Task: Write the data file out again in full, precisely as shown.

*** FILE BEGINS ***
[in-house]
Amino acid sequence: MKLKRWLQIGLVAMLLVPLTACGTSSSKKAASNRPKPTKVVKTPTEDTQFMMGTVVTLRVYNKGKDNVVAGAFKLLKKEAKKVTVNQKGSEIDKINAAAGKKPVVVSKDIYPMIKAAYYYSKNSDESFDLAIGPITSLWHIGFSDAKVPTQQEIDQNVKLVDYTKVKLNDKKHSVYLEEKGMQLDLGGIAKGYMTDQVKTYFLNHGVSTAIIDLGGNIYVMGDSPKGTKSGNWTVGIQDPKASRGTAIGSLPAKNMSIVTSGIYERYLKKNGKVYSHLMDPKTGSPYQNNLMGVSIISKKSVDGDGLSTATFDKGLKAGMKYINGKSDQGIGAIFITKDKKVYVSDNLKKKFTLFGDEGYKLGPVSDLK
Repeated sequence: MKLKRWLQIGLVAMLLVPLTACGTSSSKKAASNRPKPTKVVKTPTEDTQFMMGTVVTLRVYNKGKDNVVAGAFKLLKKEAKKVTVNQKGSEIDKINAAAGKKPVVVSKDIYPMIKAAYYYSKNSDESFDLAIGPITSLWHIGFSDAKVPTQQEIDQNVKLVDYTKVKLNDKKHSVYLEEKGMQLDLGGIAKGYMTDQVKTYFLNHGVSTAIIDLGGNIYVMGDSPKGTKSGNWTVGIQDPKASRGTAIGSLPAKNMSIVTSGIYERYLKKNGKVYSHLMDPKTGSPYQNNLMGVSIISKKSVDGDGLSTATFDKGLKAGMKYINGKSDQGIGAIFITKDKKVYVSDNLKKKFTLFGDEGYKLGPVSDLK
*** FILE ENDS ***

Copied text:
[in-house]
Amino acid sequence: MKLKRWLQIGLVAMLLVPLTACGTSSSKKAASNRPKPTKVVKTPTEDTQFMMGTVVTLRVYNKGKDNVVAGAFKLLKKEAKKVTVNQKGSEIDKINAAAGKKPVVVSKDIYPMIKAAYYYSKNSDESFDLAIGPITSLWHIGFSDAKVPTQQEIDQNVKLVDYTKVKLNDKKHSVYLEEKGMQLDLGGIAKGYMTDQVKTYFLNHGVSTAIIDLGGNIYVMGDSPKGTKSGNWTVGIQDPKASRGTAIGSLPAKNMSIVTSGIYERYLKKNGKVYSHLMDPKTGSPYQNNLMGVSIISKKSVDGDGLSTATFDKGLKAGMKYINGKSDQGIGAIFITKDKKVYVSDNLKKKFTLFGDEGYKLGPVSDLK
Repeated sequence: MKLKRWLQIGLVAMLLVPLTACGTSSSKKAASNRPKPTKVVKTPTEDTQFMMGTVVTLRVYNKGKDNVVAGAFKLLKKEAKKVTVNQKGSEIDKINAAAGKKPVVVSKDIYPMIKAAYYYSKNSDESFDLAIGPITSLWHIGFSDAKVPTQQEIDQNVKLVDYTKVKLNDKKHSVYLEEKGMQLDLGGIAKGYMTDQVKTYFLNHGVSTAIIDLGGNIYVMGDSPKGTKSGNWTVGIQDPKASRGTAIGSLPAKNMSIVTSGIYERYLKKNGKVYSHLMDPKTGSPYQNNLMGVSIISKKSVDGDGLSTATFDKGLKAGMKYINGKSDQGIGAIFITKDKKVYVSDNLKKKFTLFGDEGYKLGPVSDLK